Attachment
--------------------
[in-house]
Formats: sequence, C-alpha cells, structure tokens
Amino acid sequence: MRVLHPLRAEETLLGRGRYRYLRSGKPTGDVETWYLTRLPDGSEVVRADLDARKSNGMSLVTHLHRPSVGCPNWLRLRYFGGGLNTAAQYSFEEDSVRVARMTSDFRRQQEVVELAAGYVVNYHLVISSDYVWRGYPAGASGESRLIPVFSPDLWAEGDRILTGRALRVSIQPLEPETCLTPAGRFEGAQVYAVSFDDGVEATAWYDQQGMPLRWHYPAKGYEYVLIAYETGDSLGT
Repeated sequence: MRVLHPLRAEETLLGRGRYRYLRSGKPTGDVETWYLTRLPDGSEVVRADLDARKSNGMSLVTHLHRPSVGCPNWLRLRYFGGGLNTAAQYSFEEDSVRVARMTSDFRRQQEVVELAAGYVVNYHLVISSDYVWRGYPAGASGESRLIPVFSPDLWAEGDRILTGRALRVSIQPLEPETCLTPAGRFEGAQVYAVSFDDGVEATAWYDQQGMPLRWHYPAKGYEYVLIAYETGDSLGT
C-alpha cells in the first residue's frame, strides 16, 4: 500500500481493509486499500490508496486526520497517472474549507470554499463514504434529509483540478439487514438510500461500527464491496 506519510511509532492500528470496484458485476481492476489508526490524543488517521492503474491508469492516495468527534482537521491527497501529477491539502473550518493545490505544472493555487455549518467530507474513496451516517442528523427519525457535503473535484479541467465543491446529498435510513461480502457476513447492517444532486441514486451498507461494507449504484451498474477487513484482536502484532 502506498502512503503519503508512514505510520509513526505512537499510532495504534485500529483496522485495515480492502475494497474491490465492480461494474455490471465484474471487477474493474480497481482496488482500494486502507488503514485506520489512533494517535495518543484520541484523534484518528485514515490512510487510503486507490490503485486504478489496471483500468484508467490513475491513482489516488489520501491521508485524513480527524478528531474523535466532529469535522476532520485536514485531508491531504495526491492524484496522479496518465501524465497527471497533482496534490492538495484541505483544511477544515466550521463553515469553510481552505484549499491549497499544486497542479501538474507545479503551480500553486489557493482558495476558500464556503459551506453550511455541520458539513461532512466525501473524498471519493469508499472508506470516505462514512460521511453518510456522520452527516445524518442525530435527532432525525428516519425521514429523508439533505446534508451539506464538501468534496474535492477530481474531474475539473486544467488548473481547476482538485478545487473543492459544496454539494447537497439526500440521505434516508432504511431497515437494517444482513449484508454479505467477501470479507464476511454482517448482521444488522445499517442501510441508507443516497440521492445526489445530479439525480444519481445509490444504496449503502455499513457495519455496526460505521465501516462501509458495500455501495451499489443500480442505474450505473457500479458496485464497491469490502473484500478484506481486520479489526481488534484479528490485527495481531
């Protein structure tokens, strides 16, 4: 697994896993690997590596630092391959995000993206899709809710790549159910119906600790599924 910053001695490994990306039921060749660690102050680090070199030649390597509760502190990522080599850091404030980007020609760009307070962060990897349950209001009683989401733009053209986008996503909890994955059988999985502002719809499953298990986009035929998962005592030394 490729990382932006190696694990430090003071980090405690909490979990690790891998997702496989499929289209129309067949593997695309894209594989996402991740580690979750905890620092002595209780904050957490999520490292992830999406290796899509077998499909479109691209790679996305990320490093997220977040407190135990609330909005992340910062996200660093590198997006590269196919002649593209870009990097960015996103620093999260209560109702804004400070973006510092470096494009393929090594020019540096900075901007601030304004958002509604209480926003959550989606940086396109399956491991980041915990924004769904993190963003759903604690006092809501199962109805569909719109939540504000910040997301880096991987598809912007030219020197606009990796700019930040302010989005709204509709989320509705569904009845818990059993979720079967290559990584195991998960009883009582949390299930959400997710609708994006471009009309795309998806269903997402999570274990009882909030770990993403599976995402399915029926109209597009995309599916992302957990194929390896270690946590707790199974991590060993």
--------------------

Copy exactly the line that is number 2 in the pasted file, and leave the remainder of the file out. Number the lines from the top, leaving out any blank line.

Formats: sequence, C-alpha cells, structure tokens